Developing Your Lean Education Plan
I am working on my next Leading Lean column and as usual, found myself really constrained by the word length limits of the column. I am writing on the topic of developing a lean education plan. Of course, this probably deserves to be turned into an ebook based on how complex and how important the topic is. While the column won’t be out for a little while, here is an outline of key things to consider:
1. Understand your own environment. Every organization is different.
2. Develop an ideal state for your education plan before working on the details.
3. As you develop your plans, think long-term. Specifically, think in terms of someone’s career, not just next steps.
4. Education is broader than training. Training is just a tool.
5. Consider your constraints wisely. If you conduct training with no impact, it was by definition waste.
As I will expand upon those points significantly, one point that I didn’t have room for was the education plan for your lean leaders. Most organizations have a handful of people that are out in front on the bell-curve. They are your lean thought leaders, lean thinkers, lean change agents. Both their knowledge and passion are out in front and setting the example. Most education plans focus on the concept of catching everyone else up to the lean leaders. This of course is important, because it is the mass under the bell-curve that will move your organization forward. However, you must also continue investing in those lean thought leaders. They must continue learning and developing new skills and ideas. If not, everyone else may catch up. When that happens, there is no one out in front pulling the organization forward. You don’t want too narrow a bell-curve. That kind of organization has no tension in it. You want a bell-curve that spreads out a bit, with leaders and followers.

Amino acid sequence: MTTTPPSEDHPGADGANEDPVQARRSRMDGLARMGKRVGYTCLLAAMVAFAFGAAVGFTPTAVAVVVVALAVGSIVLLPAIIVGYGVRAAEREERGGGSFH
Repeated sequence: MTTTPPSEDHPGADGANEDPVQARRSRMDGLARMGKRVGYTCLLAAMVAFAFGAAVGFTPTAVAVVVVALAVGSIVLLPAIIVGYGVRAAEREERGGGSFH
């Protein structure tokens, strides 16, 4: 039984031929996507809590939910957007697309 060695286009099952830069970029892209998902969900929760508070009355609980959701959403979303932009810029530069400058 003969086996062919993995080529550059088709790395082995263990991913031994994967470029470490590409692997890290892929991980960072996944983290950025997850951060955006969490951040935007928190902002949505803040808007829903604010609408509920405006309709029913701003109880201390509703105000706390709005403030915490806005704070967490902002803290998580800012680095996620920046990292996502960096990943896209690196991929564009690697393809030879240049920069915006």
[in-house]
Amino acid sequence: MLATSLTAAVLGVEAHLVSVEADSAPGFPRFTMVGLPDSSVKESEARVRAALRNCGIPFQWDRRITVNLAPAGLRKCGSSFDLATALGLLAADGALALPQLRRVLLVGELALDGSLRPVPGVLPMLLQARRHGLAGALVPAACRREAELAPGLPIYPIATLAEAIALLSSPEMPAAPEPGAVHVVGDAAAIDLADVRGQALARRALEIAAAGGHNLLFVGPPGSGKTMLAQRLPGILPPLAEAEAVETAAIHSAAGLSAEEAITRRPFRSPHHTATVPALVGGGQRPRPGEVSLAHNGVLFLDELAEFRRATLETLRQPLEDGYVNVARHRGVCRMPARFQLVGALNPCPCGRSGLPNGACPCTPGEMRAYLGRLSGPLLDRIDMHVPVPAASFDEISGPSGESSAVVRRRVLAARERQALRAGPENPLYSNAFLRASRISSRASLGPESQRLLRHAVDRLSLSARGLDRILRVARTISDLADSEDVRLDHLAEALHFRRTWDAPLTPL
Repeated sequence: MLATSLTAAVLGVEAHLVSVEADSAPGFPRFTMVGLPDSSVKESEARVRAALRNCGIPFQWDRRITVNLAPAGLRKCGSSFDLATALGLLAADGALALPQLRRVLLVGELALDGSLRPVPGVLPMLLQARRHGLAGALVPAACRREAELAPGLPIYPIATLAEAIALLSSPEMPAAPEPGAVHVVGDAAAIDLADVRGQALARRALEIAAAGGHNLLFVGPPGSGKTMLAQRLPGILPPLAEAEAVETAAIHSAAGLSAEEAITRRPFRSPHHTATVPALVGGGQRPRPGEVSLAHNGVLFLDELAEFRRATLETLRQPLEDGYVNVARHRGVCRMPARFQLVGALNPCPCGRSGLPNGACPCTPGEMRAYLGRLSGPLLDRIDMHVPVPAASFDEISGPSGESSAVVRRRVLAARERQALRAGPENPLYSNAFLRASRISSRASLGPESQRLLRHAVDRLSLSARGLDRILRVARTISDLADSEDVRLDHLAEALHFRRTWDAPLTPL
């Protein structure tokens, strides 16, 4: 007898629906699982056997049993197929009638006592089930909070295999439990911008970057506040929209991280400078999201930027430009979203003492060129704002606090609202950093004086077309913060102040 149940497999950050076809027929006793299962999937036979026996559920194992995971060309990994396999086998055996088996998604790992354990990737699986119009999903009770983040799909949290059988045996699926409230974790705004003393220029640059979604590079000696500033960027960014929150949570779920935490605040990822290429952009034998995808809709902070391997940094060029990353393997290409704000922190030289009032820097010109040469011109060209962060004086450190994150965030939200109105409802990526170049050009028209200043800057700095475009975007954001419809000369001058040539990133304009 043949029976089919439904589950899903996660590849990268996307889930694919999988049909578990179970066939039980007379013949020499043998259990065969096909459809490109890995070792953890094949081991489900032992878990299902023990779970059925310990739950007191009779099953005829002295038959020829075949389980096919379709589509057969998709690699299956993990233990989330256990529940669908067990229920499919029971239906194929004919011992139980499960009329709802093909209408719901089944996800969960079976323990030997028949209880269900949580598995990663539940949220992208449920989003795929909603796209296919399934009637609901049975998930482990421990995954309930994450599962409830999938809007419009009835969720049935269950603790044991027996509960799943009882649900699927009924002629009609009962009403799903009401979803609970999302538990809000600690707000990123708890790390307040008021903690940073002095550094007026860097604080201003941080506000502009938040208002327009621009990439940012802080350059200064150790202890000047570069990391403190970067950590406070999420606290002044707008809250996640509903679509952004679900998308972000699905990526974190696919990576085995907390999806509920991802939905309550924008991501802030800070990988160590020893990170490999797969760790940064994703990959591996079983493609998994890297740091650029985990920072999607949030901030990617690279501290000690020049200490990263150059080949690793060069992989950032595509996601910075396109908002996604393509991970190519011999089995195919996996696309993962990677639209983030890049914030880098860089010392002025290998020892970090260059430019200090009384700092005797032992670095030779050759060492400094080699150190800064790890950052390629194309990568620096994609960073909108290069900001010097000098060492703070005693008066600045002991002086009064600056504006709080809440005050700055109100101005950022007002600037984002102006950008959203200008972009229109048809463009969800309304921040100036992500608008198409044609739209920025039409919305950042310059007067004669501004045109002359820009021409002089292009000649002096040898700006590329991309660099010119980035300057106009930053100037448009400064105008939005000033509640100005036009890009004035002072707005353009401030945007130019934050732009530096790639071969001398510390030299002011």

Your lean change agents will put most of their time into moving everyone else forward. They are probably, by nature, servant leaders. This means they think more in terms of others needs than their own. Make sure there is a plan for their needs. Continue their development. Based on their role and their attitude, I propose the return on investment in further education of your lean leaders are the best dollars you can spend. What do you think? And more importantly, what do you do to keep your lean thought leaders learning?